Root canal treatment is one of the most common procedures performed on the human body. A root canal is basically a surgical procedure which removes old or diseased tissue from inside your bones. The purpose of such surgery is to prevent bone loss due to osteoporosis (low levels of calcium in your blood). Other reasons why you may have had a root canal are: To remove foreign objects like screws, nails, broken glass, etc.; To clean out infected areas; And For cosmetic purposes.
The amount of pain you will experience after having a root canal depends on several factors. First of all, it’s not just the root canal itself that causes pain but also the removal of healthy tissue. Secondly, there are different types of root canals and each type has its own level of discomfort.
Thirdly, if you’re having trouble sleeping because your head hurts too much, then you might need to see a doctor right away!
When to seek help: If you’re experiencing severe pain, nausea, vomiting, dizziness, weakness and numbness in any part of your body. You should immediately go to the nearest emergency room. Also call 911 if you think you have a life threatening condition like an infection or a stroke.
What does a root canal do?
: A root canal is essentially removing dead tissue from inside your bones so they don’t become weak and break easily later on. In addition, getting a root canal helps prevent more infection in the body.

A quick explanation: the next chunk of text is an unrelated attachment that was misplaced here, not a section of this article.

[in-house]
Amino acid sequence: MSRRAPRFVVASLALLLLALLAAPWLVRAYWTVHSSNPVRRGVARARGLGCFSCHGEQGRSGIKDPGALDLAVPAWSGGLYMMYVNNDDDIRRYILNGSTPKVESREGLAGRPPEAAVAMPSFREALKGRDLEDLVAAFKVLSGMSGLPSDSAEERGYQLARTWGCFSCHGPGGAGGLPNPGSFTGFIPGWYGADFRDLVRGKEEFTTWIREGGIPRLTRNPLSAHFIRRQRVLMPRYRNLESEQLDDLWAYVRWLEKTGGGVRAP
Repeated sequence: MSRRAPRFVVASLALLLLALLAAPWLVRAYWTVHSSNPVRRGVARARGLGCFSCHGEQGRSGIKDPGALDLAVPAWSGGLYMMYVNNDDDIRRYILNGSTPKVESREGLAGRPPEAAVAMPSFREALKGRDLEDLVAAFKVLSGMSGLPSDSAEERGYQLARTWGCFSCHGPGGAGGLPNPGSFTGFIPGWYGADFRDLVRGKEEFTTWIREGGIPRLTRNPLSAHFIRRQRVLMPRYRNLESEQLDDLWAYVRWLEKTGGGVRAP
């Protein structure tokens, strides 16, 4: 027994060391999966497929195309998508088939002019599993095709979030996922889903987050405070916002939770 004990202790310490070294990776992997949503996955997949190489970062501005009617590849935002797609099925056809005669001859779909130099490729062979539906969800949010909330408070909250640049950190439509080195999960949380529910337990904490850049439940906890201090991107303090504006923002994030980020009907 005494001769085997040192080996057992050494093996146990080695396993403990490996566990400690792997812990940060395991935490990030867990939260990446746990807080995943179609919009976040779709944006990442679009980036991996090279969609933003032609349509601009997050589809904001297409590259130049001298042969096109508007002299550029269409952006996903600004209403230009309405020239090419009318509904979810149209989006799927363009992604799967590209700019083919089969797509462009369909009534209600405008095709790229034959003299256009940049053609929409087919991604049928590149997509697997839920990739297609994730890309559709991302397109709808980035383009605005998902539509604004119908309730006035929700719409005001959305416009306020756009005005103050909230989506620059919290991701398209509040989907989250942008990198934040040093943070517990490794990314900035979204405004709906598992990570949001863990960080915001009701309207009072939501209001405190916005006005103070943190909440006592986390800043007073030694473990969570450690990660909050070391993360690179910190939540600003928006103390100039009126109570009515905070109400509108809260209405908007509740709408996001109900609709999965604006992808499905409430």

What is post-treatment care: After you get a root canal you may experience some sensitivity to hot or cold temperatures for several days. This is normal and should subside after a few weeks. If it doesn’t then you can talk to your doctor.
Other than that, just try to relax and make sure you are taking it easy for the first couple of days after the procedure.
Sources & references used in this article:
Bisphosphonate-induced exposed bone (osteonecrosis/osteopetrosis) of the jaws: risk factors, recognition, prevention, and treatment by RE Marx, Y Sawatari, M Fortin, V Broumand – Journal of oral and …, 2005 – Elsevier
Endodontic interappointment flare-ups: a prospective study of incidence and related factors by R Walton, A Fouad – Journal of endodontics, 1992 – Elsevier
Retreatment versus initial root canal treatment: factors affecting posttreatment pain by DJ Mattscheck, AS Law, WC Noblett – Oral Surgery, Oral Medicine, Oral …, 2001 – Elsevier
Coping or acceptance: what to do about chronic pain? by LM McCracken, C Eccleston – Pain, 2003 – Elsevier